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About Madelyn

Violinist and fiddler Madelyn Morrell hails from the “wilds of Maine” where diverse traditions and styles of music meet. Beginning violin at age five, she quickly gained a love for the traditions that surrounded her. Playing at pub sessions and attending contra dances and festivals at a young age, she was instilled with the value of music as an intergenerational and cross-cultural bridge. Madelyn embraces music’s potential to bring community together and has hosted many musical gatherings in her home. Her “Hope” project in 2020 brought both virtual and in-person music to people in isolation.

 

Madelyn seeks to both contribute to the evolving traditions and honor the wisdom of the past.  She has explored the solo, chamber, and orchestral repertoire of violin as well as various traditional fiddle styles, specializing in Irish traditional music. Madelyn has studied with internationally renowned fiddlers Brian Conway and Winifred Horan (of Solas). In addition to violin/fiddle, she dabbles in bouzouki, tenor banjo, and piano.

 

Madelyn is certified in the Suzuki method of teaching through unit five and has earned the teacher's certificate, Teastas i dTeagasc Ceolta Tíre (Certificate in Folk Music Teaching) from Comhaltas Ceoltóirí Éireann, an international organization for the promotion of Irish traditional arts. She holds a B.M. in Performance (violin) from Gordon College. madelynmorrell.com

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teaching Philosophy

As a teacher, my foremost goal is to enable my students to personally connect with each other, the music they work on, and the community around them at the highest level of confidence. It is my goal to move each student toward greater self-analysis, independence, and dialogue within lessons. I approach each student as a unique individual, and tailor my teaching style based on which method of communication works best for them. Through building personal relationships with my students, I become better equipped to understand their unique needs.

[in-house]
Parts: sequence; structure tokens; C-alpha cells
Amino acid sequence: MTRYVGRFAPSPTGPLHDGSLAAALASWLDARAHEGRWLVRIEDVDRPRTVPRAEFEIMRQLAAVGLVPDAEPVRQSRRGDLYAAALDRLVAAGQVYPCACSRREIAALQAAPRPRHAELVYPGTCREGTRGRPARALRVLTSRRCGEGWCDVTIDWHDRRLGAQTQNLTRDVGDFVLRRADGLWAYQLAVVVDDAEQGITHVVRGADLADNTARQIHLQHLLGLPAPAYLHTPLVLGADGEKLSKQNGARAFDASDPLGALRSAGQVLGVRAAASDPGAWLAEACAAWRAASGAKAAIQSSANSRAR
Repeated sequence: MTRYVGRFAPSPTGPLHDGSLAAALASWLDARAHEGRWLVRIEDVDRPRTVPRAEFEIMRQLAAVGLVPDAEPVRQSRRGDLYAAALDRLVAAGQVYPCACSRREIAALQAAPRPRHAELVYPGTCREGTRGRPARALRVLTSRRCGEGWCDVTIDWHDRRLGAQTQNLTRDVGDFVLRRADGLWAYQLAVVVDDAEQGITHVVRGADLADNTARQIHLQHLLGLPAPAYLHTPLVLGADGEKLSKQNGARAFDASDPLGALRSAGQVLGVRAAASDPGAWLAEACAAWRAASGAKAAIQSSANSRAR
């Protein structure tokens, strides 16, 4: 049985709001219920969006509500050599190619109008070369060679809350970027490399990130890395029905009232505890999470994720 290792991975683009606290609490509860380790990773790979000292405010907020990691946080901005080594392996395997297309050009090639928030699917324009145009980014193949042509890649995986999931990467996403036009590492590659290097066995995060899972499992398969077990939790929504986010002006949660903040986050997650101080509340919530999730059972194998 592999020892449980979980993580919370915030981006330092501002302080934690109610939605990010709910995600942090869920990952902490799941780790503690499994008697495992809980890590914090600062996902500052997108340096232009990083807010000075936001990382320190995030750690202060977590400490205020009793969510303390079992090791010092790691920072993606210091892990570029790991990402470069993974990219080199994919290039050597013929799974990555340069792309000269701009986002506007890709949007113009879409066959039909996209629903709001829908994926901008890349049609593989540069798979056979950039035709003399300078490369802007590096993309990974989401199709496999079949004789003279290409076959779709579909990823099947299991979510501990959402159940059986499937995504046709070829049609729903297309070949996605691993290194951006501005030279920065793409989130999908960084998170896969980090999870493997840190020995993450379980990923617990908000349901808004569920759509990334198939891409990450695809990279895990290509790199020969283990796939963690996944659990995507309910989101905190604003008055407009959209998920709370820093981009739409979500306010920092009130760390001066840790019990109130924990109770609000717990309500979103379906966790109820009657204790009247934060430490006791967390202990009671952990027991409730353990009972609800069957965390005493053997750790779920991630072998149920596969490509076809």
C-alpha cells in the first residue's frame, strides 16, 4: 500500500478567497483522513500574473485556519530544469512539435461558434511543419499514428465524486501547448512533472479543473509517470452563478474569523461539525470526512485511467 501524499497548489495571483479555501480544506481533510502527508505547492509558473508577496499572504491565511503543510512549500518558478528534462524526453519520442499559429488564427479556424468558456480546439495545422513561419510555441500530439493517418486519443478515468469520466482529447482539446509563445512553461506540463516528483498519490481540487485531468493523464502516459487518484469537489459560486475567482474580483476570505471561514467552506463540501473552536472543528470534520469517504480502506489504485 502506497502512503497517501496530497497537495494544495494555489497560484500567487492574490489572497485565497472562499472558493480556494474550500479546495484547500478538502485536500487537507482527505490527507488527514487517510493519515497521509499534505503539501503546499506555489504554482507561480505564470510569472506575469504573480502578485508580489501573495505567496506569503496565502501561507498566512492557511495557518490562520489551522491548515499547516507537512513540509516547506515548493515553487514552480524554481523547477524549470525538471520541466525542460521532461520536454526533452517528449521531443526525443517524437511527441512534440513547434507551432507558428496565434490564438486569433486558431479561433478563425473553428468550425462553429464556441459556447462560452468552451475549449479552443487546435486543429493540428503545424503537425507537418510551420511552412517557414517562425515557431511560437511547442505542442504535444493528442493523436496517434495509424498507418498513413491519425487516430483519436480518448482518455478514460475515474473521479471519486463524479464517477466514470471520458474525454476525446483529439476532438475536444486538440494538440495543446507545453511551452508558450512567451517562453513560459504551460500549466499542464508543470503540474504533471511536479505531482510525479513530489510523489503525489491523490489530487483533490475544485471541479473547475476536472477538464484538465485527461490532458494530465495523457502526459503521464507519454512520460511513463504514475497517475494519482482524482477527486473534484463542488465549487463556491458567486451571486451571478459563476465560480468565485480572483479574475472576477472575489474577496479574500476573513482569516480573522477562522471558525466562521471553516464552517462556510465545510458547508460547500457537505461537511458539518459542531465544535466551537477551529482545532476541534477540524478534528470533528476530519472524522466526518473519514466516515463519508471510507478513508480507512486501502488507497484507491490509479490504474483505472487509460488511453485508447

I am trained in the Suzuki method of teaching and believe that each student has a unique tone, which we begin working on as soon as the violin and bow are introduced. As the student progresses, I will begin supplementing Suzuki materials with outside resources such as rhythmic training, scale, and etude books. A core principle of the Suzuki method is the belief that anyone has the ability to play the violin. It is not a skill one is born with but can be acquired through practice and community support. Whatever the student’s needs are, I will meet them where they are so we can take the next steps together.

Community support is essential to the success of students. Through group classes, I aim to foster a supportive and uplifting community for each student to participate in. For young children, parental involvement is essential to long-lasting growth. If possible for the family, I insist on parental engagement with lesson material until their child begins to show capabilities of self-analysis. I recognize that children hold up the adults around them as models, so I strive to conduct myself with empathy, patience, focus, and curiosity.

I believe the only way to learn and grow is through doing. Experiential learning is one reason why I aim provide my students with opportunities to perform within the community and encourage them to seek out their own opportunities.  I am passionate about teaching music because music is a profound form of communication that allows us to reach and touch the lives of others, while we ourselves grow in creativity, perseverance, and compassion.

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